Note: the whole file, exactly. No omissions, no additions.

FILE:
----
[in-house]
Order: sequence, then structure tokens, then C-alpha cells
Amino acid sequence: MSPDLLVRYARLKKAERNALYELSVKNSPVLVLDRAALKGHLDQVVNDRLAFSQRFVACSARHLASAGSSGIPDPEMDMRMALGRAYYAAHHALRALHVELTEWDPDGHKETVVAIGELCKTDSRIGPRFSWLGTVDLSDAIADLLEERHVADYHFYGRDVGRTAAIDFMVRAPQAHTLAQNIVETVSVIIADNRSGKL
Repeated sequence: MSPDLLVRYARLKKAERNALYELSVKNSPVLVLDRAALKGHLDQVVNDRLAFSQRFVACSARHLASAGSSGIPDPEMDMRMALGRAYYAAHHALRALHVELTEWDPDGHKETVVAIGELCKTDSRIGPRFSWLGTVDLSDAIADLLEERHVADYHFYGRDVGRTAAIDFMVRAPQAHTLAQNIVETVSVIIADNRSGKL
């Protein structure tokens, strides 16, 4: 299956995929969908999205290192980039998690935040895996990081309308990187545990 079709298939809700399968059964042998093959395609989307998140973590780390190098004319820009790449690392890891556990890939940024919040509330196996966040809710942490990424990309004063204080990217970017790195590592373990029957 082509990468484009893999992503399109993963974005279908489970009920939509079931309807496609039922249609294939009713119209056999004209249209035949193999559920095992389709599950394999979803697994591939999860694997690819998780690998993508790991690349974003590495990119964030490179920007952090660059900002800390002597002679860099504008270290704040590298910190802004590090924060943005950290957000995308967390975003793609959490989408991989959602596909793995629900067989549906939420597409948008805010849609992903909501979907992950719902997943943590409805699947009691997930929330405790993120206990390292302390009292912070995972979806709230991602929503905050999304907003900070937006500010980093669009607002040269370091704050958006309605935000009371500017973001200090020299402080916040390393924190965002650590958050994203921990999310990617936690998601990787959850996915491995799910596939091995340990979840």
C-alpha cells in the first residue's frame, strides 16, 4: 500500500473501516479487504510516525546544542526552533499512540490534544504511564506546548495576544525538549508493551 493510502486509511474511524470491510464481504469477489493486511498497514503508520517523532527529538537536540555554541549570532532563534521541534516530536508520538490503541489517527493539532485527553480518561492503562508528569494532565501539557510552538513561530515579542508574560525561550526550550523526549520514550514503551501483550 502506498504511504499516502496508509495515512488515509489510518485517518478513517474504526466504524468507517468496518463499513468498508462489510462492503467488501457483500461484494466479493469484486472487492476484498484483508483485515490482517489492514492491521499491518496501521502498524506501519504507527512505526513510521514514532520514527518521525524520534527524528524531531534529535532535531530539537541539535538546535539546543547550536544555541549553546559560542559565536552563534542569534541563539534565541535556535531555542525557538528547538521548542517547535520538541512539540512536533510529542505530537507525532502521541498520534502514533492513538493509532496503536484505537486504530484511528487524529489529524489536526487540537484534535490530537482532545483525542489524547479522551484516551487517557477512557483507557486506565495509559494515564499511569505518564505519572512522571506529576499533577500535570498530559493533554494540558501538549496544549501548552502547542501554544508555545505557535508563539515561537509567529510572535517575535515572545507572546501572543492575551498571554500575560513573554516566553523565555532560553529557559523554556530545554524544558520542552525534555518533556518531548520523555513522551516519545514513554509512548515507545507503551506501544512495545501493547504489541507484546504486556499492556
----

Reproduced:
[in-house]
Order: sequence, then structure tokens, then C-alpha cells
Amino acid sequence: MSPDLLVRYARLKKAERNALYELSVKNSPVLVLDRAALKGHLDQVVNDRLAFSQRFVACSARHLASAGSSGIPDPEMDMRMALGRAYYAAHHALRALHVELTEWDPDGHKETVVAIGELCKTDSRIGPRFSWLGTVDLSDAIADLLEERHVADYHFYGRDVGRTAAIDFMVRAPQAHTLAQNIVETVSVIIADNRSGKL
Repeated sequence: MSPDLLVRYARLKKAERNALYELSVKNSPVLVLDRAALKGHLDQVVNDRLAFSQRFVACSARHLASAGSSGIPDPEMDMRMALGRAYYAAHHALRALHVELTEWDPDGHKETVVAIGELCKTDSRIGPRFSWLGTVDLSDAIADLLEERHVADYHFYGRDVGRTAAIDFMVRAPQAHTLAQNIVETVSVIIADNRSGKL
């Protein structure tokens, strides 16, 4: 299956995929969908999205290192980039998690935040895996990081309308990187545990 079709298939809700399968059964042998093959395609989307998140973590780390190098004319820009790449690392890891556990890939940024919040509330196996966040809710942490990424990309004063204080990217970017790195590592373990029957 082509990468484009893999992503399109993963974005279908489970009920939509079931309807496609039922249609294939009713119209056999004209249209035949193999559920095992389709599950394999979803697994591939999860694997690819998780690998993508790991690349974003590495990119964030490179920007952090660059900002800390002597002679860099504008270290704040590298910190802004590090924060943005950290957000995308967390975003793609959490989408991989959602596909793995629900067989549906939420597409948008805010849609992903909501979907992950719902997943943590409805699947009691997930929330405790993120206990390292302390009292912070995972979806709230991602929503905050999304907003900070937006500010980093669009607002040269370091704050958006309605935000009371500017973001200090020299402080916040390393924190965002650590958050994203921990999310990617936690998601990787959850996915491995799910596939091995340990979840």
C-alpha cells in the first residue's frame, strides 16, 4: 500500500473501516479487504510516525546544542526552533499512540490534544504511564506546548495576544525538549508493551 493510502486509511474511524470491510464481504469477489493486511498497514503508520517523532527529538537536540555554541549570532532563534521541534516530536508520538490503541489517527493539532485527553480518561492503562508528569494532565501539557510552538513561530515579542508574560525561550526550550523526549520514550514503551501483550 502506498504511504499516502496508509495515512488515509489510518485517518478513517474504526466504524468507517468496518463499513468498508462489510462492503467488501457483500461484494466479493469484486472487492476484498484483508483485515490482517489492514492491521499491518496501521502498524506501519504507527512505526513510521514514532520514527518521525524520534527524528524531531534529535532535531530539537541539535538546535539546543547550536544555541549553546559560542559565536552563534542569534541563539534565541535556535531555542525557538528547538521548542517547535520538541512539540512536533510529542505530537507525532502521541498520534502514533492513538493509532496503536484505537486504530484511528487524529489529524489536526487540537484534535490530537482532545483525542489524547479522551484516551487517557477512557483507557486506565495509559494515564499511569505518564505519572512522571506529576499533577500535570498530559493533554494540558501538549496544549501548552502547542501554544508555545505557535508563539515561537509567529510572535517575535515572545507572546501572543492575551498571554500575560513573554516566553523565555532560553529557559523554556530545554524544558520542552525534555518533556518531548520523555513522551516519545514513554509512548515507545507503551506501544512495545501493547504489541507484546504486556499492556